Re: Godel's Theorem under Fuzzy Logic?

Gareth Baker (g.baker@dl.ac.uk)
Sun, 5 Apr 1998 23:13:58 +0200 (MET DST)

>From What I remember of the book, Yes his argument hinges on a reductionist
view of an algorithmic machine. VERY simply put he says that any two
computing machines attempting to mimic the human brain will behave in an
identical manner - i.e. no personality, individuality etc.

To my mind he is neglecting the possibility of the system being non-linear
with the attendent possibility the emergence of complexity with its
attendent "sensitivity to initial conditions". This route could give the
required differences for the emergence of personality etc.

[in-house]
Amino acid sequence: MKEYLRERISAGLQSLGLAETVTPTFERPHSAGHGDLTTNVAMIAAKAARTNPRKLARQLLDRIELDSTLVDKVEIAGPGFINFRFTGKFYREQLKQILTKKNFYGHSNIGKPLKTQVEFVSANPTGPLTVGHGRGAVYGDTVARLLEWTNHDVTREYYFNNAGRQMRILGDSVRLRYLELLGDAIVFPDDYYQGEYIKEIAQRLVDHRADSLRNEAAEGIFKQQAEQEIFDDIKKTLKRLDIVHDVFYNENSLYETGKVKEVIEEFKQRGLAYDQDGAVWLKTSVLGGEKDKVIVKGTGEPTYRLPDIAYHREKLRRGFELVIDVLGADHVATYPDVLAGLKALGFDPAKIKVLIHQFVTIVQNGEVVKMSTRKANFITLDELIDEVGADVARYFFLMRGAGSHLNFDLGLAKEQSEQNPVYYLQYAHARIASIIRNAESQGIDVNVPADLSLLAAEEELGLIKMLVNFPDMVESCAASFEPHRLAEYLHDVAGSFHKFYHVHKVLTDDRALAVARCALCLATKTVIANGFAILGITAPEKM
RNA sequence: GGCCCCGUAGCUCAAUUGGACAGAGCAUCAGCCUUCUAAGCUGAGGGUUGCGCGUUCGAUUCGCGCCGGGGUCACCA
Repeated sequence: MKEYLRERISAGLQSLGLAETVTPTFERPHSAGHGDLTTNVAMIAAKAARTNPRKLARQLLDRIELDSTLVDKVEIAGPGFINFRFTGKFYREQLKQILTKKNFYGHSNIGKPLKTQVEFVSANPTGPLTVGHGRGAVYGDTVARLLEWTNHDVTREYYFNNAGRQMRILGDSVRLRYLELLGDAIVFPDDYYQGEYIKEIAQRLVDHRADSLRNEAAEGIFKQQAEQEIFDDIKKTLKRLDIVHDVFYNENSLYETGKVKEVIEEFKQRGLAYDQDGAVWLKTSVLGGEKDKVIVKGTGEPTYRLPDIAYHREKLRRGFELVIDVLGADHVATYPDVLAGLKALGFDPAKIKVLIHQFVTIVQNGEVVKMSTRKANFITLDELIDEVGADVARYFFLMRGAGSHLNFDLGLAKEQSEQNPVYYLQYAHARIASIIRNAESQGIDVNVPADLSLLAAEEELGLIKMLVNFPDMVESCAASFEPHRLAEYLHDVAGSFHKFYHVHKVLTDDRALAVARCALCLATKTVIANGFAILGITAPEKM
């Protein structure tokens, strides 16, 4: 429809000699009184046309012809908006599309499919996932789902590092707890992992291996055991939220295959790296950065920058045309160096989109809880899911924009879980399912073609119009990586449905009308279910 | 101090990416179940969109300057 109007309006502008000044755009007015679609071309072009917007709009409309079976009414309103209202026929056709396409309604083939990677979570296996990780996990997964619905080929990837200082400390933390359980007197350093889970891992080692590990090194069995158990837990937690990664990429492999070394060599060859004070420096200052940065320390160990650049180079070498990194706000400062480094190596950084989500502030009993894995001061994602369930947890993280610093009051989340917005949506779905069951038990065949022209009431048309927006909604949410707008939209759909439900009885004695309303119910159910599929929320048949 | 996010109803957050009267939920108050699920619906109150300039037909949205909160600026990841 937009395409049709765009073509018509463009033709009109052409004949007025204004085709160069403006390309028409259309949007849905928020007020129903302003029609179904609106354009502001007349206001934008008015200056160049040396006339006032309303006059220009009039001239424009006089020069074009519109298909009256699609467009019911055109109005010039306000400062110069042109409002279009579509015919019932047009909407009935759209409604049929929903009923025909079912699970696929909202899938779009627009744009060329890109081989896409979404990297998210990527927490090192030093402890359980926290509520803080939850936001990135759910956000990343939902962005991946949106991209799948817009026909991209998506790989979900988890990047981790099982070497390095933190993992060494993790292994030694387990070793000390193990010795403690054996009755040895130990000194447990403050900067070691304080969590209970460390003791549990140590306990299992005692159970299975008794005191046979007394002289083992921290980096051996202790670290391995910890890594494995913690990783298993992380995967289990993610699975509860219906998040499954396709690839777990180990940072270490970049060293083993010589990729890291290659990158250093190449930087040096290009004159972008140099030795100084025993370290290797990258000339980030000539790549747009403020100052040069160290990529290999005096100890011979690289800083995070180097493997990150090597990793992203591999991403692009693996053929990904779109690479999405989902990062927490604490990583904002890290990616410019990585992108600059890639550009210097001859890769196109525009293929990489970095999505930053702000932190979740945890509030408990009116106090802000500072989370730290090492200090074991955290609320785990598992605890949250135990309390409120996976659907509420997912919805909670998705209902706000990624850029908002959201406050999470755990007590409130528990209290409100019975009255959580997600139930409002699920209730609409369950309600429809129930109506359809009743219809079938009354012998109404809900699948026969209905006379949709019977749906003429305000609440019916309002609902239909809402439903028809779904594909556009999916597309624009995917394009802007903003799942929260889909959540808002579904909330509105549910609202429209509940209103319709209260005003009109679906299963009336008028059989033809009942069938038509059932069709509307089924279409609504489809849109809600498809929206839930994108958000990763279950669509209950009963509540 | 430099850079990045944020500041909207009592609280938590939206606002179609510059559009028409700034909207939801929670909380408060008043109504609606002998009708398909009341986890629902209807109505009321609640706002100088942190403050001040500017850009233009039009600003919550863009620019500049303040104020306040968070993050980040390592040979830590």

Regards
Gareth Baker
CCLRC, Daresbury Laboratory, UK
G.J.Baker@dl.ac.uk

Christopher Reid Palmer wrote in message ...
>On Tue, 24 Mar 1998 greenrd@hotmail.com wrote:
>
>> This is a crucial question, IMO, with regard to Artificial Intelligence,
>> because as I understand it, Roger Penrose's whole argument in his book
>> "Shadows of the Mind" that convincingly attempts to show that AI is
>> in principle unachievable on any algorithmic computer, assumes that the
>> posited machine intelligence thinks in terms of either-or (Aristotlean)
logic
>> rather than fuzzy logic. Surely fuzzy logic would invalidate Godel's
Theorem
>> and hence his whole argument? - therefore AI might in fact be possible
after
>> all.
>
>As I understand it (not very well at all), Penrose's argument does not
>hinge on whether or not our minds compute binarily or fuzzily, but rather
>if they are algorithmic or not.
>
>Can anyone clarify for us, please?
>
>___________________________________________________________________________
>Christopher Reid Palmer : reid@pconline.com : innerfire on IRC (EFNet)
>
>Accept loss forever : Jack Kerouac
>